Some bars wary of liquor-license switch in East Dubuque

EAST DUBUQUE, Ill. — Despite being provided a less-expensive option, half of East Dubuque’s liquor license holders recently chose to stick with their current licenses.

City Council members this week approved renewing 22 liquor licenses. Eleven were for the city’s newly created Class H license, which requires that businesses close at 11 p.m. and has a reduced renewal cost of $800.

The city also offers a Class C liquor license for $1,200, which has a required closing time of 2 a.m., and a Class B liquor license for $2,850, which has the latest closing time of 3:30 a.m.

Two of the four Class B liquor license holders opted for the Class H option. The Other Side and Mulgrew’s Tavern and Restaurant paid to maintain their Class B liquor licenses.

However, current COVID-19-prompted restrictions require all bars in the state to close by 11 p.m.

The Class H license was adopted by council members in November as a less-expensive option while the state restrictions are in place. Once those restrictions are lifted, the city would grant businesses their regular licenses once they pay an offset cost.

“We figured it would be a nice gesture that allowed our bars and restaurants to save some money,” said City Manager Loras Herrig. “Right now, there isn’t a real reason to hold a license that allows you to stay open late when the state won’t allow it.”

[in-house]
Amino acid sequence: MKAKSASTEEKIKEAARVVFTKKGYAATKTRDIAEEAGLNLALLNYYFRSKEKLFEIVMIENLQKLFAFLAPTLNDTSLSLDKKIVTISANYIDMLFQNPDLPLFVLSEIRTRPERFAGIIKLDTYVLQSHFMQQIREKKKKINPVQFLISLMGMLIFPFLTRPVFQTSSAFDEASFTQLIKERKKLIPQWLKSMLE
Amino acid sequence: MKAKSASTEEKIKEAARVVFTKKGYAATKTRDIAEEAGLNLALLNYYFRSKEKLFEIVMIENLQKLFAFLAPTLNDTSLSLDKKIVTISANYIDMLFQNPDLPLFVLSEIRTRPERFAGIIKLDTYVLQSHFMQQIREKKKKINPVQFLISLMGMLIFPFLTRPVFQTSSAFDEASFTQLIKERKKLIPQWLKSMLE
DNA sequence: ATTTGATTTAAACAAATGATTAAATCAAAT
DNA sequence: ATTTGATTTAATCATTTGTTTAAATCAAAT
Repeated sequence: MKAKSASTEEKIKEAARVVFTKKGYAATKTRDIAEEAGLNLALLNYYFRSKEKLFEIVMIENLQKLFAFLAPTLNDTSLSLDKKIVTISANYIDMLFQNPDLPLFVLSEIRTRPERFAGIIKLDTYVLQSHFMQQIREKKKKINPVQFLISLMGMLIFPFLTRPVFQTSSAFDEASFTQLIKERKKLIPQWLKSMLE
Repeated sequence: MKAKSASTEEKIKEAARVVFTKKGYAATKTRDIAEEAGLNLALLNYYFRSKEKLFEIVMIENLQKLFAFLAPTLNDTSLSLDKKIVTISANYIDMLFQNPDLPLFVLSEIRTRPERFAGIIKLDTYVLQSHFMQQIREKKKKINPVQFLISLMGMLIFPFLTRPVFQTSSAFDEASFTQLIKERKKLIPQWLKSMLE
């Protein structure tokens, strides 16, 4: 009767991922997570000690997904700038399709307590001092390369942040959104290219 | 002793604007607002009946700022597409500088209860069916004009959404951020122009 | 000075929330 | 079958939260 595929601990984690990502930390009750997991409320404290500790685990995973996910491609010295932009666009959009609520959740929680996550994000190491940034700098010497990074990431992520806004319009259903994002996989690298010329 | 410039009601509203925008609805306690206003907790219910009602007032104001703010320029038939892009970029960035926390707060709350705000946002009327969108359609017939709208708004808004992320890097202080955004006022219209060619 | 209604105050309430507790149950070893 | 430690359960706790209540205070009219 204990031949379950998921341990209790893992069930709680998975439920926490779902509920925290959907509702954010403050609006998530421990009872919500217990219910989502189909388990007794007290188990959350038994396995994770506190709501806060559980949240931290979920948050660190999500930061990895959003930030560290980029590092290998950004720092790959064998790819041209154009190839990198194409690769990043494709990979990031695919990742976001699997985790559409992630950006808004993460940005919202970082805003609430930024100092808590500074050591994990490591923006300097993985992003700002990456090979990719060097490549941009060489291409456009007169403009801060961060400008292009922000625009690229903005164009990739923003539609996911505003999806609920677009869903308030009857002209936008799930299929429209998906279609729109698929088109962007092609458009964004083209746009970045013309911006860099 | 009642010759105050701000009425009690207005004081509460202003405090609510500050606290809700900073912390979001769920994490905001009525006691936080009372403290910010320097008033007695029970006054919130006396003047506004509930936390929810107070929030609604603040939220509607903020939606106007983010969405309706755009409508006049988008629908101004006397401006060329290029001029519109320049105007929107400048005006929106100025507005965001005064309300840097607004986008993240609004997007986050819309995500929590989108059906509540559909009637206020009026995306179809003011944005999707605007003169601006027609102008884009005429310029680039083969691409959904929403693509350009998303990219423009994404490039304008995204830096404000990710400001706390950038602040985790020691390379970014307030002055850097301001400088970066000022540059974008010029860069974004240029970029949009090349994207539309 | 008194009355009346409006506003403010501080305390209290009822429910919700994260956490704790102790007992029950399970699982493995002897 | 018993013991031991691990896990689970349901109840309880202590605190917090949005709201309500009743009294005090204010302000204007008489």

Herrig said he was surprised when he saw that only half of the businesses chose the new option and theorized that some license holders might not trust the city’s professed intentions.

“Earlier this year, I led an effort to have the bars close earlier, so it could be that they think this is some way to trick them into closing earlier,” Herrig said, referring to his unsuccessful push to have all bars close by 2 a.m. “I’m honestly not sure what they are thinking.”

Mike Meyer, owner of the Other Side, said he chose to maintain his Class B license because he is confident that the state restrictions soon will be lifted. He also simply did not want to change it.

“That’s how it has always been,” Meyer said. “I really appreciate what the city is offering. It was nice of them to do, but I will stick with what I have now.”

Tim Althaus, owner of Family Beer & Liquor, said he chose to maintain his Class C liquor license to avoid the extra paperwork to re-transfer the license when the state restrictions are lifted.

“We were envisioning the restrictions lifting in the near future, and we wanted to get our license taken care of for the year,” Althaus said. “It was just the easier way of doing things.”

Herrig said the businesses that did adopt the Class H liquor license should be able to reacquire their old licenses quickly after state restrictions are lifted.

“We hopefully don’t have a pandemic for all of next year,” he said. “When things do change, we’ll get everyone switched back over.”

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